This was a great choice for audiobook, if only because I was severely missing hearing the Scottish accent on a daily basis. Peter Forbes narrated, and did a fantastic job of infusing the various characters with different voices and personalities. I also appreciated that he narrated in an Edinburgh accent (not sure where he’s from exactly, couldn’t figure it out). While my ear isn’t very well trained, it would feel wrong to have Ian Rankin read by a Glaswegian, whose thicker accents are not heard in Edinburgh.
The Complaints introduces readers to Malcolm Fox, an Inspector in the Complaints department. For American readers, that would mean Internal Affairs, the cops who investigate other cops. Malcolm is perfect for the Complaints; he always follows the rules and does not care who he investigates if they are breaking the rules. The book begins with Malcolm having wrapped an investigation into a corrupt DI named Glen Heaton, and getting an assignment to investigate young DS Jamie Breck. Just after he begins his investigation, Malcom’s sister’s abusive partner turns up dead, and DS Breck is investigating the murder. Throw in the apparent suicide of a prominent property developer, and Malcolm is left reeling from everything that seems so connected.
Let’s talk about Malcolm Fox himself. I really liked him. He was an interesting departure from the normal Tartan Noir character. He had his moments, but for the most part was very likable. He could maintain relationships and got on with others without much problem. Well, perhaps not with those who were doing wrong, but Malcolm’s easy friendship with Breck was at the core of the conspiracy against both men. Malcolm holds a good relationship with his father and tries to heal the strained one with his sister (strained mostly because he could not stand to watch her abused by her partner). While he could sustain a romantic relationship, Malcolm seems well adjusted in many other ways. This is a severe difference from Rebus, and since Fox looks to be the center of a series, should show Rankin’s diversity as an author. In fact, I would say that with Malcolm comes a reinvention of crime fiction stereotypes, paving the way for other characters like him. He worked the entire case with Breck at his side, something most crime fiction detectives would never do.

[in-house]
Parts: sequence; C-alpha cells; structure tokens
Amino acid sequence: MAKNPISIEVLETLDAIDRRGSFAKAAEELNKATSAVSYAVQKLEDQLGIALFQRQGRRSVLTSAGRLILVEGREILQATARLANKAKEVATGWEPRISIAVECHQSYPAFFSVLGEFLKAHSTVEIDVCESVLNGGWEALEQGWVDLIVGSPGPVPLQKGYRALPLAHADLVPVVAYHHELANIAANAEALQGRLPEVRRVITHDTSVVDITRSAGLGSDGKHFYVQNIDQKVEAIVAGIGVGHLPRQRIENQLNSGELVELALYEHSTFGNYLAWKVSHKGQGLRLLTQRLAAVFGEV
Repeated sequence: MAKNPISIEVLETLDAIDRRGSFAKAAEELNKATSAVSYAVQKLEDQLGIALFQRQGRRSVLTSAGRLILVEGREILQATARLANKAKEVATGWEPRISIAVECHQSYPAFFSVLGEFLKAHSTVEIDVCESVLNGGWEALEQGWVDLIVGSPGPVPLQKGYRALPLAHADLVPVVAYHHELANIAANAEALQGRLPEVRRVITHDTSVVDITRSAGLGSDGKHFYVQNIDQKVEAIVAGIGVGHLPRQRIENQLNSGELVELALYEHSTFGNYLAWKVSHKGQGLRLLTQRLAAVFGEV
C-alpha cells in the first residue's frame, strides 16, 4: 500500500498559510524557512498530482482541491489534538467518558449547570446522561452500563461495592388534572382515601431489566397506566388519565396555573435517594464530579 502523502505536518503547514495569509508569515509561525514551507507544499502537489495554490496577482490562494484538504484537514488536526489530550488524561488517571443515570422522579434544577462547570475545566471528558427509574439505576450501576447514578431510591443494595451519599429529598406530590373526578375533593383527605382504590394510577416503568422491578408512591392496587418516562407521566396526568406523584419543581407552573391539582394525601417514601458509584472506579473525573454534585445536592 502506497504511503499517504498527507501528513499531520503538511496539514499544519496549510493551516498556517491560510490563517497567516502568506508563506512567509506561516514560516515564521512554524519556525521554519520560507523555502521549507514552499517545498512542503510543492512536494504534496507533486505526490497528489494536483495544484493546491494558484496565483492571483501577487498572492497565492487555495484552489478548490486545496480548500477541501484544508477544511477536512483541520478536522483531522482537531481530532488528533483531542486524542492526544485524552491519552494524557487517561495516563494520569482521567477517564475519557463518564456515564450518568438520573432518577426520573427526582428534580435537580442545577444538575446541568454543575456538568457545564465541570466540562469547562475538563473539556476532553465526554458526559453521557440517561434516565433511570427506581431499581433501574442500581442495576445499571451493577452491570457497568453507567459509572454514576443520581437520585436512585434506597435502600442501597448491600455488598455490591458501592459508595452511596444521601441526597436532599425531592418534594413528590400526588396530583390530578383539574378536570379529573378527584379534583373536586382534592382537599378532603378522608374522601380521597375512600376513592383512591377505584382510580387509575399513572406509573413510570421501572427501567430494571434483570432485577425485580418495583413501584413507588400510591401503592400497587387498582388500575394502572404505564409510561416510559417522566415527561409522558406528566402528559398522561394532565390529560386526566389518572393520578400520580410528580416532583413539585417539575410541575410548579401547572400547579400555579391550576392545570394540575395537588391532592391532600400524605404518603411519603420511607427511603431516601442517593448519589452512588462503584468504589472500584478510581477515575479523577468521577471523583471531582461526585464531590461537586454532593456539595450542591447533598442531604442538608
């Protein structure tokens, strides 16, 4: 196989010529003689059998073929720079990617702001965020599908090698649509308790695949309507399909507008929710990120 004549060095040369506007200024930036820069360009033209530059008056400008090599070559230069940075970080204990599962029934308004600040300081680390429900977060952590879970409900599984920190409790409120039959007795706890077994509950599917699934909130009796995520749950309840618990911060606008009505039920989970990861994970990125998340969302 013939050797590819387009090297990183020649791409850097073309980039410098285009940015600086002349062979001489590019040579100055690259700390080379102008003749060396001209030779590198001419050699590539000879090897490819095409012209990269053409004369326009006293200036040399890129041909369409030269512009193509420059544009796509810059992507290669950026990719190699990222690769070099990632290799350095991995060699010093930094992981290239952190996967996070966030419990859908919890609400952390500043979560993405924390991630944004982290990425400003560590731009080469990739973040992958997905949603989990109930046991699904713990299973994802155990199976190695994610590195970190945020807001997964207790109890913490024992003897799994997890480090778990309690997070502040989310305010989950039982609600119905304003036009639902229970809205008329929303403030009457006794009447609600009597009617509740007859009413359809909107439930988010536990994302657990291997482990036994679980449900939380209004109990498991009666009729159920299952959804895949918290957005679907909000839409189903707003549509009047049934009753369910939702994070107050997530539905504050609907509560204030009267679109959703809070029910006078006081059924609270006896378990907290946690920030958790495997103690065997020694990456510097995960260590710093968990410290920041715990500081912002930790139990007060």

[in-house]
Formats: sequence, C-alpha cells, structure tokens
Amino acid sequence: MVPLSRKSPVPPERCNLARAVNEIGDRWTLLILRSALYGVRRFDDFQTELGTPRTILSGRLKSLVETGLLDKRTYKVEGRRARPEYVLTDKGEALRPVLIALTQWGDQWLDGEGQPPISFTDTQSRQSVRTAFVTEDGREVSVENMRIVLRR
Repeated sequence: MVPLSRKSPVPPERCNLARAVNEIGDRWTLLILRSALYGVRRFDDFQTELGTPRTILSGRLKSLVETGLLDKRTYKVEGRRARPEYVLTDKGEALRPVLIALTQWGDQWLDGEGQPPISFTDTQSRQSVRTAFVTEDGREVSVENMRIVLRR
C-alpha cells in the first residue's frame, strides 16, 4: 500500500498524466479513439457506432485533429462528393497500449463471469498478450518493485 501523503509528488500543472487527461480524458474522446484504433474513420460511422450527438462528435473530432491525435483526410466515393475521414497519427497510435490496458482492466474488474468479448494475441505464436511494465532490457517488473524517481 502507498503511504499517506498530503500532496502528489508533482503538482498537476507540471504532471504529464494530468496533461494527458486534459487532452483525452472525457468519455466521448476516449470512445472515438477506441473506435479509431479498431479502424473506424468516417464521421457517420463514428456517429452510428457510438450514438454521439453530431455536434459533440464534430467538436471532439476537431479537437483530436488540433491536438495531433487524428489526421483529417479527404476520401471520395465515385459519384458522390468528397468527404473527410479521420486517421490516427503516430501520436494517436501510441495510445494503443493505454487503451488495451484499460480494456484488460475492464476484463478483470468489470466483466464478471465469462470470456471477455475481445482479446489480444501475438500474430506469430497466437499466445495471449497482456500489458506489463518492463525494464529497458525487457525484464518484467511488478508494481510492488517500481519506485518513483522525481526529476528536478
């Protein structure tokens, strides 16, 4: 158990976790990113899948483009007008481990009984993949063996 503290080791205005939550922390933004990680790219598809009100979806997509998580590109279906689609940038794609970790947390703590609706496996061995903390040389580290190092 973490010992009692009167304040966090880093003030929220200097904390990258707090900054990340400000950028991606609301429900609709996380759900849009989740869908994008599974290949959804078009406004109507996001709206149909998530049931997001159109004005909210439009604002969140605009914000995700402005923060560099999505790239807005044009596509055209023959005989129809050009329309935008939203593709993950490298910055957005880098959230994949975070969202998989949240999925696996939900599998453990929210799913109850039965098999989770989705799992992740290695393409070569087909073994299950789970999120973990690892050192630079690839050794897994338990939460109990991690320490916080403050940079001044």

At the center of The Complaints is the theme of family and what one would do for them. Malcolm abandons his rules and goes rogue in order to protect his sister. Even after he’s put on probation, Malcolm continues to go for the answers that would help his sister heal. Family is mentioned again and again, amongst several other characters. When most crime fiction novels focus on the loners in the world, this book brought the families to the forefront. I like the transition. Of course, some of these families were criminals, but that’s beside the point.
With more experience, you can tell that Rankin has created a stronger start to this series than with Rebus. I felt that The Complaints was technically better, written with a series in mind, and set up with a stronger character. I’m not knocking Rebus by any means, but there is no denying that The Complaints was far more sophisticated than Knots and Crosses.
Only downside to an audiobook is that it’s harder to remember all of the tiny details. Oh darn, I’ll just have to read it again.